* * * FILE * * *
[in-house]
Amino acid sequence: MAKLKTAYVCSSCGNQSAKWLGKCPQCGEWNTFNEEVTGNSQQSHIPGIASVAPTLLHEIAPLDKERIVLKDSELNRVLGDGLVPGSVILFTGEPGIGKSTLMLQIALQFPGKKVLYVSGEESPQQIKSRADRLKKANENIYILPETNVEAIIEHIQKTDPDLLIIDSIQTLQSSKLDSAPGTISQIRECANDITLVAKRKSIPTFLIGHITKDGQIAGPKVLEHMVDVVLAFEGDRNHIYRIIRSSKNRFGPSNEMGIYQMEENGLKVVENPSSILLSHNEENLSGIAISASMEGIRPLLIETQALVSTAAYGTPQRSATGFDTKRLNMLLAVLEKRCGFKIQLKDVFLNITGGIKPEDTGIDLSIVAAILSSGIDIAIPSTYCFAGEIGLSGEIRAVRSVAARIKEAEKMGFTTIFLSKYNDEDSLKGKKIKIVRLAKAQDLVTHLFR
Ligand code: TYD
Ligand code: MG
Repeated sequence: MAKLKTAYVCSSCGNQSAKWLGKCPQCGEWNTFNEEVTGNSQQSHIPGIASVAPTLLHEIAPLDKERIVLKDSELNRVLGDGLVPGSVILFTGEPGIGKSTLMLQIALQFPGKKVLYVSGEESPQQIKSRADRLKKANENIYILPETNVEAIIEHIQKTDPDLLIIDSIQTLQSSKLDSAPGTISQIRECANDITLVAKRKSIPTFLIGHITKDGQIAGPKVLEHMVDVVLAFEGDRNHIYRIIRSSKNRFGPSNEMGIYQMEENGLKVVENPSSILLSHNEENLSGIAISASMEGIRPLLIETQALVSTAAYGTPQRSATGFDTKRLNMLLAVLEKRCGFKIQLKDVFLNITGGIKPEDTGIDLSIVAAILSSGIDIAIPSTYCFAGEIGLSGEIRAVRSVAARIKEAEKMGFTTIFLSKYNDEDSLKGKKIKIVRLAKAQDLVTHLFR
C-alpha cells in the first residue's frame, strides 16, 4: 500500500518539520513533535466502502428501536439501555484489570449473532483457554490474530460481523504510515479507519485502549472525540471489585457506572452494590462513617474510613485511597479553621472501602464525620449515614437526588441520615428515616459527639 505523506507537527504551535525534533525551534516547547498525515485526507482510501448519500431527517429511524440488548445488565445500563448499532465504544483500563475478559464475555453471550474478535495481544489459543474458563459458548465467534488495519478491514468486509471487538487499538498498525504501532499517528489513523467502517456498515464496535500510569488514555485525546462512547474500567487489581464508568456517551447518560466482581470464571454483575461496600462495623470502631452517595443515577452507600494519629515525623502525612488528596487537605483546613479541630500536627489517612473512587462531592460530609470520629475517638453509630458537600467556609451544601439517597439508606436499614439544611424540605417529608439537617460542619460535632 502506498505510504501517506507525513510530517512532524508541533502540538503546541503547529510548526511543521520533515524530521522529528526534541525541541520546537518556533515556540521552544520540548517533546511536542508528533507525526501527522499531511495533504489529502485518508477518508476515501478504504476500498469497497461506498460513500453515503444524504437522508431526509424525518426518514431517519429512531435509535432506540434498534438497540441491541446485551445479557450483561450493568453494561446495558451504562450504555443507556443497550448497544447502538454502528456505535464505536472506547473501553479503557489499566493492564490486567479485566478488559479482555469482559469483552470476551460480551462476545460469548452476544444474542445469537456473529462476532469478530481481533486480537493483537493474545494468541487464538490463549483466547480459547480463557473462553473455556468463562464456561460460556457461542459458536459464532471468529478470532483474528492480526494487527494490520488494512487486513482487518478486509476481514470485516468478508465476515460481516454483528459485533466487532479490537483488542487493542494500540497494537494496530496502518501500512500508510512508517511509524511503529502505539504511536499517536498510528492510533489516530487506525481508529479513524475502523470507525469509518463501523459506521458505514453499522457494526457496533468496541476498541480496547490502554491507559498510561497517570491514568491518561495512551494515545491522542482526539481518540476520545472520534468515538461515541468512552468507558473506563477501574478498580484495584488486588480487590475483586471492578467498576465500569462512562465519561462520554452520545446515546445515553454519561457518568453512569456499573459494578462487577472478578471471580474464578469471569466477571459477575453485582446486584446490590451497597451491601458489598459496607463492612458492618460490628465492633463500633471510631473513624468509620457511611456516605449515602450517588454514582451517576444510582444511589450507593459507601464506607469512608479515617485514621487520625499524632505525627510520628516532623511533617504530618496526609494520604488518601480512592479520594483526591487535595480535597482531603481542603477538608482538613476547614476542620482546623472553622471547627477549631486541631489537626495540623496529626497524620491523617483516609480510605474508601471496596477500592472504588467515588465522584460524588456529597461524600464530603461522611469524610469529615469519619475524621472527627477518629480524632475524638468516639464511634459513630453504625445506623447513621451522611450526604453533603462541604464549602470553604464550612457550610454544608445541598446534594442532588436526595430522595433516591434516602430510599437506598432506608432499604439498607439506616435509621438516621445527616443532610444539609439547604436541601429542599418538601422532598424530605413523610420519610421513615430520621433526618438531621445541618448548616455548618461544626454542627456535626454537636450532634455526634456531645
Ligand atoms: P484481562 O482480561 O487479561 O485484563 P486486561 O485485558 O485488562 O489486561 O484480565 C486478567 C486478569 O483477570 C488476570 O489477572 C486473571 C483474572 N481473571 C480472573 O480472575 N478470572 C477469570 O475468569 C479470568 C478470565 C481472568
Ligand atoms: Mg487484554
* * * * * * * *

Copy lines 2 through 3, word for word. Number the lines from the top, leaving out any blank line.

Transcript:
Amino acid sequence: MAKLKTAYVCSSCGNQSAKWLGKCPQCGEWNTFNEEVTGNSQQSHIPGIASVAPTLLHEIAPLDKERIVLKDSELNRVLGDGLVPGSVILFTGEPGIGKSTLMLQIALQFPGKKVLYVSGEESPQQIKSRADRLKKANENIYILPETNVEAIIEHIQKTDPDLLIIDSIQTLQSSKLDSAPGTISQIRECANDITLVAKRKSIPTFLIGHITKDGQIAGPKVLEHMVDVVLAFEGDRNHIYRIIRSSKNRFGPSNEMGIYQMEENGLKVVENPSSILLSHNEENLSGIAISASMEGIRPLLIETQALVSTAAYGTPQRSATGFDTKRLNMLLAVLEKRCGFKIQLKDVFLNITGGIKPEDTGIDLSIVAAILSSGIDIAIPSTYCFAGEIGLSGEIRAVRSVAARIKEAEKMGFTTIFLSKYNDEDSLKGKKIKIVRLAKAQDLVTHLFR
Ligand code: TYD